• Murry Chang

        Exactly…he saw firsthand what happens when you start to vilify, label and catalog specific subsets of your population.

        • CaptainCalvinCat

          And not only that – he saw, too, what happens, if you put your patriotism in terms of loyalty to specific leaders and governments, and not to values and ethics.

          • Murry Chang

            Yep, that too.

    • Sooper

      I came in here to pretty much say what’s been said in this subthread. Cap has always been about ideals and values, and, looking at his historical context, being a WWII vet, there’s no frigging way he’s going to be on board with forcing people onto a list that the government keeps. People thinking he’s going to be “Well, the government says this is right, so it’s right because they say so” should probably read more of his comics.

    • What is strange in this instance though is how much the Registration act was codifying what he had previously supported. Captain America has seen young heroes die in the line of duty and has discouraged inexperienced heroes from fighting crime. HE has also used his status within SHIELD to take missions and pick teams at his discretion, and he is paid by the government for his service.

  • MichaelANovelli

    Others have already commented on my biggest problems with Civil War, so I’ll just bring up a petty one:

    It made no sense for She-Hulk to be on the Pro-Registration side.

    Sure, she was going through an arc about taking more responsibility for her own actions (and holding other heroes accountable in court) but as a lawyer, she more than anyone should have seen the deeper implications of ceding so much power to SHIELD.

    Also, she and Tony Stark had been at each other’s throats since the 70’s. Why would she take his side on anything?

    • Thomas Stockel

      I especially hated what happened to her in the wake of Civil War, where Tony manipulated her into taking on her cousin’s opponents without letting her know about him shooting Bruce into space. When she found out he de-powered her and left her stranded out in the middle of nowhere.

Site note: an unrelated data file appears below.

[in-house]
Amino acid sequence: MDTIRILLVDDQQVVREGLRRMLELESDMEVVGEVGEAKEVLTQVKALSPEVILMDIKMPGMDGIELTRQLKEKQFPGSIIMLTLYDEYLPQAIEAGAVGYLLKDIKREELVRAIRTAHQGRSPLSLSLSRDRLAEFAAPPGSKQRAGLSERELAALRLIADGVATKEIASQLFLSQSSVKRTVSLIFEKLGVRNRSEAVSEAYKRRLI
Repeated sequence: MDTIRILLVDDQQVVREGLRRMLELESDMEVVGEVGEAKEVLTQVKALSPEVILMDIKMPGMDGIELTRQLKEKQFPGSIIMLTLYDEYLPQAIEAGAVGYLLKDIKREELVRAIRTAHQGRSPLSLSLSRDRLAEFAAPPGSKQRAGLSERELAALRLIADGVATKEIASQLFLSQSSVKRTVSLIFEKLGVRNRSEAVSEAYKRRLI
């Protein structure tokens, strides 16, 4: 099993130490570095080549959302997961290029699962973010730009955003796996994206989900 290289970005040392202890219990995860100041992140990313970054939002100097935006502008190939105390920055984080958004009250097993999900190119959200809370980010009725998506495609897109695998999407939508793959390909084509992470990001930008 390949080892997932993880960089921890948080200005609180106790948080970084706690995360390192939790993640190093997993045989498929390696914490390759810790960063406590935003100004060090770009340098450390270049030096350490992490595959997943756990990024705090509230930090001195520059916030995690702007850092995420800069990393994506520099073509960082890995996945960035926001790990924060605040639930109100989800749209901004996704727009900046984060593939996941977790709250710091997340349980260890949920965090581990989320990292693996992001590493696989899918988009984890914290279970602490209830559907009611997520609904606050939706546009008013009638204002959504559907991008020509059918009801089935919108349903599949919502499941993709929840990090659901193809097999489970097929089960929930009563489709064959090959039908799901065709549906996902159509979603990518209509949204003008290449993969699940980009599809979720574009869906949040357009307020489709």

God, how I’ve come to hate comic book Tony. He gets to repeatedly do dickish moves and he is always forgiven or it’s forgotten about (Anyone remember when he killed a man during Armor Wars? Apparently the MU has forgotten.). Now we have a reboot and apparently the slate is wiped clean…until Tony screws somebody over again.

      • MichaelANovelli

        Plus, he got her disbarred!

        • Thomas Stockel

          Damn, I forgot about that! What a dick! God how I hate Stark. I love movie Stark but comic book Stark is such an irredeemable tool.

          • MichaelANovelli

            It’s not that I didn’t like the bounty hunter story arc, per se, it just didn’t GO anywhere…

        • windleopard

          Was that Stark? I thought it was some secret group that wanted her disbarred for some undisclosed reason.

          • MichaelANovelli

            And SHIELD was involved in some way as well, best I can remember. That whole story was a train-wreck. 🙁

    • No one acts in character in the entire event. Even if the story had made sense it made no sense for the characters to act the way they did within it.

  • windleopard

    The funny thing is that according to interviews, Marvel wanted readers to side with the Pro-reg side all along, with their deplorable actions seen as necessary evils. Hell, the story ended with Steve Rogers turning himself when he sees the collateral damage done by the fights between the two sides.

  • Hey, what’s Thor’s legal status anyway? He’s a citizen of a country that no nation on Earth recognizes officially. Would a government consider him an ambassador (with all the rights and privileges that entails) or as an illegal immigrant?

  • Gearóid

    I was just thinking because I was reading comics, Steve Rogers civilian disguise in Civil War looked ridiculas, like a South Park parody of a cop, with the moustache, very silly.
    Steven Birkner can you do a review of The new Secret Wars, it blew me away and has some of the finest art I have ever seen in a Comic Book, the male and female figures were outstanding, I do life drawing so am very interested in this and thought the way they left some of the pencil work was just beautiful.
    Thought the story was brilliant, very emotional and older Reed Richards is a bad ass with his machinations against Dr Doom.

  • Low Mileage Pit Woofie

    I don’t know the specifics of the upcoming Captain America movie, but it feels like tagging the movie with the subtitle Civil War is a specious connection. The comic version of the story is plausible, in that this universe is populated with hundreds of super folk both good and evil, so an argument about registration is almost inevitable. The Marvel Cinematic Universe, on the other hand, has a handful of super folk, most if not all of them already known to the government if not the public.